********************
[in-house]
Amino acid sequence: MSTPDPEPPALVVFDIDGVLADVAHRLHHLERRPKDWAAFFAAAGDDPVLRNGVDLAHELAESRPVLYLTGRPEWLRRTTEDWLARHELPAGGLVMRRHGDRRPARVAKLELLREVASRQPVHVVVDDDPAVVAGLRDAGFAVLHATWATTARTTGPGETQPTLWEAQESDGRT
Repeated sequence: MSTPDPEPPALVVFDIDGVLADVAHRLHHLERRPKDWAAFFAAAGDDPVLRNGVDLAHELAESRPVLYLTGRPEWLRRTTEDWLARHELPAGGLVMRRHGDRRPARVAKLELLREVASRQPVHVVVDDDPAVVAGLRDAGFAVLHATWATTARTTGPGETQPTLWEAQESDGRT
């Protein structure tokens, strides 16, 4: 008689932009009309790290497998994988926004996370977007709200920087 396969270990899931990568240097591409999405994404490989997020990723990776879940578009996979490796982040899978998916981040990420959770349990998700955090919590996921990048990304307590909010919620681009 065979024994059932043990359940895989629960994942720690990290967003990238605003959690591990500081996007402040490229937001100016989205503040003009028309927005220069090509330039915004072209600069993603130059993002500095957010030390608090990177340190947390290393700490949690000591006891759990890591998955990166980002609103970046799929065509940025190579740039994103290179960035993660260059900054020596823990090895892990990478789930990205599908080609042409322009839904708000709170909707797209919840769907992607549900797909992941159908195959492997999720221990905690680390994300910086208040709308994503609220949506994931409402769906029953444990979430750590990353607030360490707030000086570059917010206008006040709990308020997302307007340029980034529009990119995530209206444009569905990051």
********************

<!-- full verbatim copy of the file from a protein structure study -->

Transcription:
[in-house]
Amino acid sequence: MSTPDPEPPALVVFDIDGVLADVAHRLHHLERRPKDWAAFFAAAGDDPVLRNGVDLAHELAESRPVLYLTGRPEWLRRTTEDWLARHELPAGGLVMRRHGDRRPARVAKLELLREVASRQPVHVVVDDDPAVVAGLRDAGFAVLHATWATTARTTGPGETQPTLWEAQESDGRT
Repeated sequence: MSTPDPEPPALVVFDIDGVLADVAHRLHHLERRPKDWAAFFAAAGDDPVLRNGVDLAHELAESRPVLYLTGRPEWLRRTTEDWLARHELPAGGLVMRRHGDRRPARVAKLELLREVASRQPVHVVVDDDPAVVAGLRDAGFAVLHATWATTARTTGPGETQPTLWEAQESDGRT
């Protein structure tokens, strides 16, 4: 008689932009009309790290497998994988926004996370977007709200920087 396969270990899931990568240097591409999405994404490989997020990723990776879940578009996979490796982040899978998916981040990420959770349990998700955090919590996921990048990304307590909010919620681009 065979024994059932043990359940895989629960994942720690990290967003990238605003959690591990500081996007402040490229937001100016989205503040003009028309927005220069090509330039915004072209600069993603130059993002500095957010030390608090990177340190947390290393700490949690000591006891759990890591998955990166980002609103970046799929065509940025190579740039994103290179960035993660260059900054020596823990090895892990990478789930990205599908080609042409322009839904708000709170909707797209919840769907992607549900797909992941159908195959492997999720221990905690680390994300910086208040709308994503609220949506994931409402769906029953444990979430750590990353607030360490707030000086570059917010206008006040709990308020997302307007340029980034529009990119995530209206444009569905990051």